Millennials hit by a second financial crisis may never have a chance to accumulate the wealth of older generations. Already a step behind thanks to the Great Recession and now hit the hardest by COVID-19’s economic fallout, young people are at risk of permanently falling behind. (The Wall Street Journal)
NH: History may end up defining Millennials as a generation bracketed by massive back-to-back economic hits: the Great Financial Crisis (2008-09) and the Pandemic Recession (2020-?).
The first hit first-wave Millennials in their early to mid-20s, and the second is hitting last-wave Millennials at roughly the same age.
WSJ reporter Janet Adamy summarizes some of the economic evidence suggesting that high employment and scarce job openings for young workers have a negative impact on future life prospects that lasts long after--sometimes decades after--the crisis itself has passed.
Since we've covered this topic often, I will simply refer here to NewsWire items we have already written. On the long-term impact of economic downturns on future employment rates and earnings, by age and birth cohort, see "The Bad Luck Class of 2020."
On how Millennials may be affected financially--in their future net worth and in their acquisition of wealth and housing--see "Millennials Face Net Worth Shortfall," "Early-Wave Millennials: Educated, Employed, But in Woeful Financial Shape," and "Tiny House Nation: The Millennial Share of U.S. Real Estate Wealth." The last three pieces BTW were written before the 2020 lockdown hit.
Adamy quotes me in the article for pointing out the obvious parallels between the Millennials and the G.I. Generation (born 1901-24). They have had a similar location in history. The first wave of G.I.s were hit by the Spanish Influenza of 1918-19 and the twin recessions of 1918-19 and 1920-21. And later on, of course, both the first and last wave of the G.I.s were hit by the Great Depression.
As young adults, the G.I.s fell way behind earlier generations in employment, income, and net worth. But later on they were able to make up the loss--and more--with the help of a major "New Deal" political and social transformation that they helped usher in as voters, workers, and soldiers.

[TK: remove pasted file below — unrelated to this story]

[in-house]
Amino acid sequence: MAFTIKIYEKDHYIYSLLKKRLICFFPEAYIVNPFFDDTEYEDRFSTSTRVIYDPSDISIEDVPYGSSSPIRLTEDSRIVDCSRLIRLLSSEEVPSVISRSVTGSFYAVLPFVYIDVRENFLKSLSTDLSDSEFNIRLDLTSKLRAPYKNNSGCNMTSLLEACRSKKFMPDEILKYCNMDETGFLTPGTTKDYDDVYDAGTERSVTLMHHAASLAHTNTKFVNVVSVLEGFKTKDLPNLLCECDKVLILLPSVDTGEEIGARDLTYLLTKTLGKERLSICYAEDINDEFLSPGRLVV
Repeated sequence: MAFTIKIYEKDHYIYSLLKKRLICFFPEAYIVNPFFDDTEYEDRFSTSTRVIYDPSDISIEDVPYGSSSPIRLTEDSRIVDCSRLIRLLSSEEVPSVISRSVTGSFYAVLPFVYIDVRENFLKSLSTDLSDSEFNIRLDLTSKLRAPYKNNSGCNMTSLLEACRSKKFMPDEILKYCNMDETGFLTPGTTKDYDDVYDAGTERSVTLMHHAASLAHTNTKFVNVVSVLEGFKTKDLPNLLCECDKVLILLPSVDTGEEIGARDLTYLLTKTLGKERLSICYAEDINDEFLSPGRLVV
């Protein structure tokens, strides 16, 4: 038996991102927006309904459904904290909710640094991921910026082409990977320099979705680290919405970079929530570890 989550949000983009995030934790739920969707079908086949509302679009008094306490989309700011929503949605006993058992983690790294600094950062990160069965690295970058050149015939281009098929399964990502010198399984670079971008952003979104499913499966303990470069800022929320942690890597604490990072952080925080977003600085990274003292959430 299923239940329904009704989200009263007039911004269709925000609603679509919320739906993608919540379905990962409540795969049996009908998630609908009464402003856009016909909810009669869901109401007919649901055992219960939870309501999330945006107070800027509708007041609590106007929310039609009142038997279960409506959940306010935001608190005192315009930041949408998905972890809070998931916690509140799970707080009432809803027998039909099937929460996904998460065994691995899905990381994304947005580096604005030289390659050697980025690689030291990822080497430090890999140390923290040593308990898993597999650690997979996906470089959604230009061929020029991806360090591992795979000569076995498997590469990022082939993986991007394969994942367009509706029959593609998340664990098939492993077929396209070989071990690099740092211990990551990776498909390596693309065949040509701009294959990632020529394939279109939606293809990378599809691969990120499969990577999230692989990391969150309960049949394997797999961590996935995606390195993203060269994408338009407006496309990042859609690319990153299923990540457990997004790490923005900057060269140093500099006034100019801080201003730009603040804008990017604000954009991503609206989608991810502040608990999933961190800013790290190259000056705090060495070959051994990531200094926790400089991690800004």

Economists often refer to the long-lasting and path-dependent impact of an economic crisis on future employment and earnings as "hysteresis." The word has an interesting (and sexist) origin: In ancient Greek, the word for womb or (in Latin) uterus was "hystera," and it is a synonym for lack or absence. The only recognizable English cognate is hysterectomy.
Anyway, what social scientists are aiming at is the idea that a "lack" of some critical life experience has enduring consequences.
Another often-used word for this is "scarring." For a generation, as for an individual, a bad wound does not heal without changing people in lasting ways. Perhaps the first use of the word in this sense appeared in the title of Caroline Bird's book: The Invisible Scar: The Great Depression, and what it did to American life, from then until now. Her account, written in 1965 when everyone over age 30 recalled the trauma, is wonderfully generational. She explained how the collective personality of America's emerging generation of midlife leaders at that time, beginning with Jack Kennedy and LBJ, had been shaped young by economic scarcity and adversity. And already she foresaw how it was destined to clash with a younger generation, accustomed to affluence, born after World War II.